It's been slow going. To make room for the parking structure, researchers at the George C. Page Museum built wooden crates to house the cache and trucked them to the tar pits complex where excavators use power and hand tools to break up the soil.

Careful to avoid the mistakes of early diggers who only prized large mammals bones and little else, a small army of museum employees and volunteers painstakingly chisels away seven days a week, recovering not only animal bones, but also saving the dirt for later inspection for microfossils.

Blackbox

Buried Soldiers May Be Victims of Ancient Chemical Weapon

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© Yale University Art Gallery, Dura-Europos Collection
The skeleton of a Persian soldier found in the siege tunnels of Dura. The man may have choked on toxic fumes from a fire he himself started. The man's armor is pulled up around his chest; archaeologists suspect he was trying to pull it off as he died.
Almost 2,000 years ago, 19 Roman soldiers rushed into a cramped underground tunnel, prepared to defend the Roman-held Syrian city of Dura-Europos from an army of Persians digging to undermine the city's mudbrick walls. But instead of Persian soldiers, the Romans met with a wall of noxious black smoke that turned to acid in their lungs. Their crystal-pommeled swords were no match for this weapon; the Romans choked and died in moments, many with their last pay of coins still slung in purses on their belts.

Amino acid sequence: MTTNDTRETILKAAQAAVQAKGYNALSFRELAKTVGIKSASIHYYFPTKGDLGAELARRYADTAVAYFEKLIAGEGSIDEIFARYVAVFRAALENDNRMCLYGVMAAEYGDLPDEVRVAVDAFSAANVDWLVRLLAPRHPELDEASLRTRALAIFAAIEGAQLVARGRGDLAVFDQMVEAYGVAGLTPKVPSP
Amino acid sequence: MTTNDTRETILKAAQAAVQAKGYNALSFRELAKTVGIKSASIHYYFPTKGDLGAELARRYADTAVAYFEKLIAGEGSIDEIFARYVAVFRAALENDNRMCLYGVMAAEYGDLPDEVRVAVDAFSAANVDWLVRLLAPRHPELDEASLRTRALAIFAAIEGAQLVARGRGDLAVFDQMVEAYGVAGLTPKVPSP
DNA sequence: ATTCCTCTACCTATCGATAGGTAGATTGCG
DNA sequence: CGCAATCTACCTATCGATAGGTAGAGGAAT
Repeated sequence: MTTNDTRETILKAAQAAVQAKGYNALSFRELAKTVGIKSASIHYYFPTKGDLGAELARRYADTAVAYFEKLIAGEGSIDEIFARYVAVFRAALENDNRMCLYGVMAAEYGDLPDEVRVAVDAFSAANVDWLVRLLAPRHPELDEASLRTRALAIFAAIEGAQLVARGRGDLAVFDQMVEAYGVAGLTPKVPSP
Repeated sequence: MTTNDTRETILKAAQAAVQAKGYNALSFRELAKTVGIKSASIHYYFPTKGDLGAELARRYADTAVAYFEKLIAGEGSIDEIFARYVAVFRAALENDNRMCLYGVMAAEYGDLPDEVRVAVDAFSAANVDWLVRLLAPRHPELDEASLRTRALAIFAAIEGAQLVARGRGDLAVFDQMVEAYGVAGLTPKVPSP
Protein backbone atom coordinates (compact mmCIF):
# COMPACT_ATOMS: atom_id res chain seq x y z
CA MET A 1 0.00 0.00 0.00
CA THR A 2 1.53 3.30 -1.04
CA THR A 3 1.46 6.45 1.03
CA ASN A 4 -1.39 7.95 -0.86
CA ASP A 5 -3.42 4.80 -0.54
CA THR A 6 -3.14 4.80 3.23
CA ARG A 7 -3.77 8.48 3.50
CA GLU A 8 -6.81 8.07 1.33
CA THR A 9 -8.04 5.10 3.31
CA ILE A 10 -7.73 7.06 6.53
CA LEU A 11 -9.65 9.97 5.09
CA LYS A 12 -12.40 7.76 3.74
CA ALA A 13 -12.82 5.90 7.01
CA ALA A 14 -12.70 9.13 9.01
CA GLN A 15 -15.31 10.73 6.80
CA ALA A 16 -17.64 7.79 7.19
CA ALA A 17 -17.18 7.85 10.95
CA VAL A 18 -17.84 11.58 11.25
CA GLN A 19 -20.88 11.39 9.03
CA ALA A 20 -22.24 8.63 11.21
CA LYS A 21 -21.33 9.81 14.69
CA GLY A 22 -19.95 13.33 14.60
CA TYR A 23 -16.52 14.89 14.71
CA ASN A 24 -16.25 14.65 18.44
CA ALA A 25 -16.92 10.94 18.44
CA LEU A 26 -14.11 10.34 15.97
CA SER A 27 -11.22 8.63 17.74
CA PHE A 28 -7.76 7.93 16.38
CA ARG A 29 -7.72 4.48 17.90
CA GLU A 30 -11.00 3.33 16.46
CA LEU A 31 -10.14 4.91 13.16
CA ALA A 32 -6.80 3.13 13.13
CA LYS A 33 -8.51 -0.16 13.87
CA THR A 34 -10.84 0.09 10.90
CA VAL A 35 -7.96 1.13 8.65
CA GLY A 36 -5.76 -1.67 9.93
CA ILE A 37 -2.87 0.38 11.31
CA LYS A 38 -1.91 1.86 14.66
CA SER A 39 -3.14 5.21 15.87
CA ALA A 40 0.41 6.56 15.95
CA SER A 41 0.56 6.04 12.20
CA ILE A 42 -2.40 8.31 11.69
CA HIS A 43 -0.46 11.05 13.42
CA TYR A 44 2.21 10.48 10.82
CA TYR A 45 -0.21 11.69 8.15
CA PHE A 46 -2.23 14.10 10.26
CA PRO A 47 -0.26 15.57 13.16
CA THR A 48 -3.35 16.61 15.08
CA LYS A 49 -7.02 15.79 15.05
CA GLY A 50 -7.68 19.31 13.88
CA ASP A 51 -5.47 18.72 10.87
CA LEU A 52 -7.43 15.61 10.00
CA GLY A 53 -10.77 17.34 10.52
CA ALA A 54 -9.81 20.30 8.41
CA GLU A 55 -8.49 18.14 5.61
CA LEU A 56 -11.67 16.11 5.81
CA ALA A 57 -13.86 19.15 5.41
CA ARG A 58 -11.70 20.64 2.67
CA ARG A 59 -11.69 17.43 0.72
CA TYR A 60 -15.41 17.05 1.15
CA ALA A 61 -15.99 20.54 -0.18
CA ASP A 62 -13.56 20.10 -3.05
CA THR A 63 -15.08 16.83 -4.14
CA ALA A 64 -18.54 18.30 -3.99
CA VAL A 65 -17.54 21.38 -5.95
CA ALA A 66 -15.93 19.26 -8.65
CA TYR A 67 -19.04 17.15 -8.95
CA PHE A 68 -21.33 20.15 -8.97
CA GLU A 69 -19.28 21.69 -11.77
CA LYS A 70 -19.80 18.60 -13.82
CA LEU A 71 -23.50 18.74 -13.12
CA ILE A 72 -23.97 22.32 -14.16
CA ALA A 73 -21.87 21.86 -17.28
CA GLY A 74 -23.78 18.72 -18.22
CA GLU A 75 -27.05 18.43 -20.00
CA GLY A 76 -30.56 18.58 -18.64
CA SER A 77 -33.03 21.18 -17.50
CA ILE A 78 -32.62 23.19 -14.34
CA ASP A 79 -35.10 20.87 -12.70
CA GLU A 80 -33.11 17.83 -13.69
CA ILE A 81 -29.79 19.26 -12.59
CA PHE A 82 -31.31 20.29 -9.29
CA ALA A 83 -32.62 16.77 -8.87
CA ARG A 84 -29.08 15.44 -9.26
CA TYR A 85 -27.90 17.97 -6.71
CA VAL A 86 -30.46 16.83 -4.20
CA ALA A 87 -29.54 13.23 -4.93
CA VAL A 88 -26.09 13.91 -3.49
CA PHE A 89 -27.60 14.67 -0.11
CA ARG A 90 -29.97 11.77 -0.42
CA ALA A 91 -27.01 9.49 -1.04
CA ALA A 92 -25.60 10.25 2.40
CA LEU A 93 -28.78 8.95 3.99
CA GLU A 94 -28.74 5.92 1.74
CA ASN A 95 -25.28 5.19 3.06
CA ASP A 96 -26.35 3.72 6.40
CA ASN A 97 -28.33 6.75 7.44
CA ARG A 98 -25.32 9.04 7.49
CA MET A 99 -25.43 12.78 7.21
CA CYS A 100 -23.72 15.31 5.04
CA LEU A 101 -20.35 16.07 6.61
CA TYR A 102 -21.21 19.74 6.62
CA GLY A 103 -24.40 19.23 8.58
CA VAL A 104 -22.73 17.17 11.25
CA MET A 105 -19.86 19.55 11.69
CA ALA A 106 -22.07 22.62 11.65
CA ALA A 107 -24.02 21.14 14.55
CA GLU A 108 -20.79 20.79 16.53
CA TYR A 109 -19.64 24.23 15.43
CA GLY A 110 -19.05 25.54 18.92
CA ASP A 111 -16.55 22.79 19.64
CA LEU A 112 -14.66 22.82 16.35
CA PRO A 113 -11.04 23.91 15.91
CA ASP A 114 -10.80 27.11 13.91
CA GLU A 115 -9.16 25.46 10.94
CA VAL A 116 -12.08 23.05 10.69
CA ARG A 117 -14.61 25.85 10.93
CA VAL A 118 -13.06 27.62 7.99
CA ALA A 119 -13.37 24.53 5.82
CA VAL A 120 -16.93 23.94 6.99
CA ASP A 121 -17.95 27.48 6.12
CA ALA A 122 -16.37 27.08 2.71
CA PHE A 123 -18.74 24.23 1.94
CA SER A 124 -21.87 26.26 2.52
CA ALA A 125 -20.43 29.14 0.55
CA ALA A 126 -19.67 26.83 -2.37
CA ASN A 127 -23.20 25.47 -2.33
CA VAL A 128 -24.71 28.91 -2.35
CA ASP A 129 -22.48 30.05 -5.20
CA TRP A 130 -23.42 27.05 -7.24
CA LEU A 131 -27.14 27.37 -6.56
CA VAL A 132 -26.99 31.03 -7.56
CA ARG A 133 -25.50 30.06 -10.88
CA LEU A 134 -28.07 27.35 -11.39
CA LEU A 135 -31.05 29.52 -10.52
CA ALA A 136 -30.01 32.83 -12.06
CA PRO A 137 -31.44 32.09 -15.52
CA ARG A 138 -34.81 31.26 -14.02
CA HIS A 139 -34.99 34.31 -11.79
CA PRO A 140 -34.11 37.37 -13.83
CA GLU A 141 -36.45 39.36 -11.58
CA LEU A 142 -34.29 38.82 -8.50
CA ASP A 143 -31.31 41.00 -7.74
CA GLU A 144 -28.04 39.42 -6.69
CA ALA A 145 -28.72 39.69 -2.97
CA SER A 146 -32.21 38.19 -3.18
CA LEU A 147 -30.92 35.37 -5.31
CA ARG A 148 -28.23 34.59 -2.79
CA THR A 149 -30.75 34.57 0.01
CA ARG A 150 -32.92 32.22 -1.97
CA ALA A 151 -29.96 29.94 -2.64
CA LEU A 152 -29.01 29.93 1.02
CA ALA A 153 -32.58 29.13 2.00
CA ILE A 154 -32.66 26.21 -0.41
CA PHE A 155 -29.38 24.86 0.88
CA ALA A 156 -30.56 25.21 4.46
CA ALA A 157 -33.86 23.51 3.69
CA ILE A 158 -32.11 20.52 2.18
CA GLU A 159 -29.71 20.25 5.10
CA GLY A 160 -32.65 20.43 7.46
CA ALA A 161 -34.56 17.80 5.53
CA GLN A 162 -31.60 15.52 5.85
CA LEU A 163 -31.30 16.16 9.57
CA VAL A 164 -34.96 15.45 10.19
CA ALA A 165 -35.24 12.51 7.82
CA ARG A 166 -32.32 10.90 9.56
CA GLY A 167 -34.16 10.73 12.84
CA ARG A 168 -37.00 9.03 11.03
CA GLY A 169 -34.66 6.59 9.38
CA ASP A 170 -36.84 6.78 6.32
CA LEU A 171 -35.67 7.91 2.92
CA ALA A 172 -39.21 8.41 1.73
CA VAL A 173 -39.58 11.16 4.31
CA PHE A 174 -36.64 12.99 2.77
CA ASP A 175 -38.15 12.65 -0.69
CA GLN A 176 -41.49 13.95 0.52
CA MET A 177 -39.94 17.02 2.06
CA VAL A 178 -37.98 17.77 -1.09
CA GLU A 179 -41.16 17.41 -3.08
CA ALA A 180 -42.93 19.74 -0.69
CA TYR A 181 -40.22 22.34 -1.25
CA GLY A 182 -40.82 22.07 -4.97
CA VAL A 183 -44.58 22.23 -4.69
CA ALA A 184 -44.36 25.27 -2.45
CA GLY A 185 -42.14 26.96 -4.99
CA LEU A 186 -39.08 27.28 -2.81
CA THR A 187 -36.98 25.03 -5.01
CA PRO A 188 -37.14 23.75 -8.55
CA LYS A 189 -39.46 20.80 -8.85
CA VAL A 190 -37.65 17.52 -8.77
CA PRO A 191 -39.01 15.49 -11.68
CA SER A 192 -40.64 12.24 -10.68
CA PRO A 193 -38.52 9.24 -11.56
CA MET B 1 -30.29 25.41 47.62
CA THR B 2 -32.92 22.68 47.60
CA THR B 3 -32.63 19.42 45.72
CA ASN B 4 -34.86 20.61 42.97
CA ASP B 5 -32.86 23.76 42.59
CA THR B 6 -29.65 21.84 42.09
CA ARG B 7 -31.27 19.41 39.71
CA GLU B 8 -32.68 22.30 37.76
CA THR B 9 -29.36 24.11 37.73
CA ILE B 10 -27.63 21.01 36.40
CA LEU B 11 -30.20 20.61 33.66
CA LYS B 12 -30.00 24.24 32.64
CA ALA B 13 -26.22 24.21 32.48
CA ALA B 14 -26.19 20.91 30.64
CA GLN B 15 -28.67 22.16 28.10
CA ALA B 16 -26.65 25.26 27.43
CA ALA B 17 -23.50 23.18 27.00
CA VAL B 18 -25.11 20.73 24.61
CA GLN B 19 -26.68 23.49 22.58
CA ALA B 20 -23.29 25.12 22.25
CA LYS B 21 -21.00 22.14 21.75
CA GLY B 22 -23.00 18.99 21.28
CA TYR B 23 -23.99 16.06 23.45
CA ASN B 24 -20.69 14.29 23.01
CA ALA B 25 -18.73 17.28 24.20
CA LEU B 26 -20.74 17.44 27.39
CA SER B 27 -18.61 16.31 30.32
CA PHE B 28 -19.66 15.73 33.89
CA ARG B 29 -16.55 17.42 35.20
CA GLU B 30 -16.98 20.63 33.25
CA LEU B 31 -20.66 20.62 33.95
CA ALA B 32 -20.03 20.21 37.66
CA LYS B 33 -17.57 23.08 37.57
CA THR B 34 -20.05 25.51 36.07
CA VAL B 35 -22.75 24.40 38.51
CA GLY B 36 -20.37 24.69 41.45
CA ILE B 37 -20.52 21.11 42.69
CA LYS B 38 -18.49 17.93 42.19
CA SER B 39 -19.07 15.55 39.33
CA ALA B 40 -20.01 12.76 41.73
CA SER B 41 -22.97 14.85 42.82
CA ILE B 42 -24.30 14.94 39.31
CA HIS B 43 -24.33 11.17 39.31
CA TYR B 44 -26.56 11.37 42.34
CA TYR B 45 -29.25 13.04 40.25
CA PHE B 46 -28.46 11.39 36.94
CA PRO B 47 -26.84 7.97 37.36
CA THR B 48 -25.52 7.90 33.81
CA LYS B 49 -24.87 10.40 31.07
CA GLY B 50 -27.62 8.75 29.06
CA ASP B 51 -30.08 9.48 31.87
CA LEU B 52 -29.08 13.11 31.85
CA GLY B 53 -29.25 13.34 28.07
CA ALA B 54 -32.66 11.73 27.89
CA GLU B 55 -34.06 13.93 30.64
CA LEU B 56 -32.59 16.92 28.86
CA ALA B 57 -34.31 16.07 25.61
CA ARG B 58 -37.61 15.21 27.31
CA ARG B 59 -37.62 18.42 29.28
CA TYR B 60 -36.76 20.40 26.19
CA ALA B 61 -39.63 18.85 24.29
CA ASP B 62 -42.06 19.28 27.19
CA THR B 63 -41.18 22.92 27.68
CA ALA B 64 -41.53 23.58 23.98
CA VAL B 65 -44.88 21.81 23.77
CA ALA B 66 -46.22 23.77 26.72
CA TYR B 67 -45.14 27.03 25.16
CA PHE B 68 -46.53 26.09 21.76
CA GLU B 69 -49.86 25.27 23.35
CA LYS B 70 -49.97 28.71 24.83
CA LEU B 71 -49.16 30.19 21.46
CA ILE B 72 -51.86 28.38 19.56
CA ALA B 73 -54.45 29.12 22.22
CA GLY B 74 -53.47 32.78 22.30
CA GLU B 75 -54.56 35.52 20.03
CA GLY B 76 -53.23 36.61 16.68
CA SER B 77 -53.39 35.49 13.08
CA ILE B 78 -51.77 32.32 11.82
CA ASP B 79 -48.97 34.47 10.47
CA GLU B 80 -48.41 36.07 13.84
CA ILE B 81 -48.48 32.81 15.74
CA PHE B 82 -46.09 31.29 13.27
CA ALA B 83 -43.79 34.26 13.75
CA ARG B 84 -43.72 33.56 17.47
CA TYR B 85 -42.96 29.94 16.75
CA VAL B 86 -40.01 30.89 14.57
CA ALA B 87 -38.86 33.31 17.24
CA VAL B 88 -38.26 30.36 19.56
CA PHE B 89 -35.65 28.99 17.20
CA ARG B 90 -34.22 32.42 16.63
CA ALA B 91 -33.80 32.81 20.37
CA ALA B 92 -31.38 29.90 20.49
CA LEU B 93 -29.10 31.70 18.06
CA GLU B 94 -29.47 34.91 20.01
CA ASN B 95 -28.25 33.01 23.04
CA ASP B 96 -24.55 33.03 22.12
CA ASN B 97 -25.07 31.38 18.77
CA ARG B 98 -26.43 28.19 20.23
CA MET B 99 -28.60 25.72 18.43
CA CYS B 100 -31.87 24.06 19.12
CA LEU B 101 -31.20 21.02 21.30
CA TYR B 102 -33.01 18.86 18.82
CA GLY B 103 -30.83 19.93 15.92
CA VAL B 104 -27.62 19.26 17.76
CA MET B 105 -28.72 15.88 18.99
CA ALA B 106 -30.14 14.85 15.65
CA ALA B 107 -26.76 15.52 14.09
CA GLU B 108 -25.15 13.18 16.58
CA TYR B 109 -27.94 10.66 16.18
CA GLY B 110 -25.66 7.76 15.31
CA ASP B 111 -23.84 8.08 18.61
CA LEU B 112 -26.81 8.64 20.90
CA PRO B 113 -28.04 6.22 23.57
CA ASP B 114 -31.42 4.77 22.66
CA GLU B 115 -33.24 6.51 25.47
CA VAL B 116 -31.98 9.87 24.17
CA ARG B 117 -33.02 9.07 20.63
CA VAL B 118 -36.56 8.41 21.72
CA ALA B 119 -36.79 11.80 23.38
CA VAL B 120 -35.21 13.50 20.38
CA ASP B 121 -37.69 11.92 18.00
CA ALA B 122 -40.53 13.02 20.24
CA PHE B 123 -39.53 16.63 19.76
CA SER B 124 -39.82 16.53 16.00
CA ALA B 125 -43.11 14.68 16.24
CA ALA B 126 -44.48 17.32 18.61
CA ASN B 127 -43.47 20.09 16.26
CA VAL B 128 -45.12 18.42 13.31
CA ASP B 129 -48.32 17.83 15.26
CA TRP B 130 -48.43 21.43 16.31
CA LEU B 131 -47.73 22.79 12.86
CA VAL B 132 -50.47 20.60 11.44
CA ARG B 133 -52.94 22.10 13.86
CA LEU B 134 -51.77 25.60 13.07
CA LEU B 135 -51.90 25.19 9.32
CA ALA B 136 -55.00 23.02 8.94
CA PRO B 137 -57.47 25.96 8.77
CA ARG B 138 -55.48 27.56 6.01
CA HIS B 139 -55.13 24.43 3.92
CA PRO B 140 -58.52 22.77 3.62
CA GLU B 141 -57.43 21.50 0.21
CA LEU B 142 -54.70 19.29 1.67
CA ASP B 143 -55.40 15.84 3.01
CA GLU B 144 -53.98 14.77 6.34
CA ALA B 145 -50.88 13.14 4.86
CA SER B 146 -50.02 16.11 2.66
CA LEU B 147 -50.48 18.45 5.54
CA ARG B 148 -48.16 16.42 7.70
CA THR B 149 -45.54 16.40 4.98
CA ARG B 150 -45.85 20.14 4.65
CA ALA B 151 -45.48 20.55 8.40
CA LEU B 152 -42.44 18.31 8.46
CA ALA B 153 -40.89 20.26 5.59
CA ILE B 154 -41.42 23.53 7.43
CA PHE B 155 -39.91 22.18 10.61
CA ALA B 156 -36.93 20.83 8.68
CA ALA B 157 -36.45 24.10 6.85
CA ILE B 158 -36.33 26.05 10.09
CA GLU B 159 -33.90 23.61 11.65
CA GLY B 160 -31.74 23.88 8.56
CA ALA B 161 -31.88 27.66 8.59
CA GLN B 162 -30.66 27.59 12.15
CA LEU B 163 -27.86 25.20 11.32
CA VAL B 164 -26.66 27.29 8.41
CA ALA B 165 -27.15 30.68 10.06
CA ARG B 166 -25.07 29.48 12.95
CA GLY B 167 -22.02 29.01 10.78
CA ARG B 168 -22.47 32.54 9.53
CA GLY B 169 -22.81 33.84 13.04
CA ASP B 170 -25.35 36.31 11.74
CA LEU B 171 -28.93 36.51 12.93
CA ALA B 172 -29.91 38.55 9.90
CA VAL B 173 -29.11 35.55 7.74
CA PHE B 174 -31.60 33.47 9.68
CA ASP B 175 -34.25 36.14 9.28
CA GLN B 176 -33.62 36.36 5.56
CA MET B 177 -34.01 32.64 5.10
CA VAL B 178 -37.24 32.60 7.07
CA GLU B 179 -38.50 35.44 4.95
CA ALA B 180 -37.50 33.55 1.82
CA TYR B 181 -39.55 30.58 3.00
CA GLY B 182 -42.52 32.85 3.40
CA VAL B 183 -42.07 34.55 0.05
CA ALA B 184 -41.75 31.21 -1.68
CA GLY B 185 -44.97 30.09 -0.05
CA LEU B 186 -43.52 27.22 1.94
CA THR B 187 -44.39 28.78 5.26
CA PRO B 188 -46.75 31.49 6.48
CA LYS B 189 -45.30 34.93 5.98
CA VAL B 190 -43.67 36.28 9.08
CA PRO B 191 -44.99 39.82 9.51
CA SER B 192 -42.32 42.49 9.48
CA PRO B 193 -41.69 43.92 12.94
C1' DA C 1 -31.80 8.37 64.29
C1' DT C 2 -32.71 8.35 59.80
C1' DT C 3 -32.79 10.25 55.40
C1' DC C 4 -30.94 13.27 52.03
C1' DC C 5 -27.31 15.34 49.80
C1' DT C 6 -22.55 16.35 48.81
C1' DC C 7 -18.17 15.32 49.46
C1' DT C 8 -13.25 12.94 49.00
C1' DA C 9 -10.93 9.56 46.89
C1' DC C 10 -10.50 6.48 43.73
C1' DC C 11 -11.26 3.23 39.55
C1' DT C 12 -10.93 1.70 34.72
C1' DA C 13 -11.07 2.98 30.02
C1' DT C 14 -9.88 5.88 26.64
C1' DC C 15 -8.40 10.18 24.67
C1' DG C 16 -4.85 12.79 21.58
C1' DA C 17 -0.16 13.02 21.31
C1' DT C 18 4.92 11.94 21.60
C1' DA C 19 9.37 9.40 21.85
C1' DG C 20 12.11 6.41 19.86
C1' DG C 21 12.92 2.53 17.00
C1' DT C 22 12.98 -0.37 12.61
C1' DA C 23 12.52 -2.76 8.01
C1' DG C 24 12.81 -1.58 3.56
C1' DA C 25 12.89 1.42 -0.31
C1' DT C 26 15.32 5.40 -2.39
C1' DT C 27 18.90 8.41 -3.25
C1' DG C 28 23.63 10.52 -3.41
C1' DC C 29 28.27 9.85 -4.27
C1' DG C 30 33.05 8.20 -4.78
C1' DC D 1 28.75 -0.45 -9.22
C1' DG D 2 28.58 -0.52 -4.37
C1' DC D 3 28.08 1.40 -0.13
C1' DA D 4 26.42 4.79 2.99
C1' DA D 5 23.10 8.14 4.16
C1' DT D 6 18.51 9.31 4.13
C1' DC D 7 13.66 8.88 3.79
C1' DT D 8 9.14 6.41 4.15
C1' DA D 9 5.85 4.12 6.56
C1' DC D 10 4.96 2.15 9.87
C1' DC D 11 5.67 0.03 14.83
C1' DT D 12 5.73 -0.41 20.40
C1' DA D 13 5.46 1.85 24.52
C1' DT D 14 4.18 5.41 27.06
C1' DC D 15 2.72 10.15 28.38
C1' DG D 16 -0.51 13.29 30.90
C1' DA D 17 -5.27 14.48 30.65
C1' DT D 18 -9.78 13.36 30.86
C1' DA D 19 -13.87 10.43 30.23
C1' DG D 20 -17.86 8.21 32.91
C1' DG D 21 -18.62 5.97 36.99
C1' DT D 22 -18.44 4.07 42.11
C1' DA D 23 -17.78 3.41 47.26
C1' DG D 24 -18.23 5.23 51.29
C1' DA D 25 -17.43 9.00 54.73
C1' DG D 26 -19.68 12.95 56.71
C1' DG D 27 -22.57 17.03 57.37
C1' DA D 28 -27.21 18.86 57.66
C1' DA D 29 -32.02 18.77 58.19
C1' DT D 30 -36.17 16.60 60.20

Nearby, a Persian soldier - perhaps the one who started the toxic underground fire - suffered his own death throes, grasping desperately at his chain mail shirt as he choked.

These 20 men, who died in A.D. 256, may be the first victims of chemical warfare to leave any archeological evidence of their passing, according to a new investigation. The case is a cold one, with little physical evidence left behind beyond drawings and archaeological excavation notes from the 1930s. But a new analysis of those materials published in January in the American Journal of Archaeology finds that the soldiers likely did not die by the sword as the original excavator believed. Instead, they were gassed.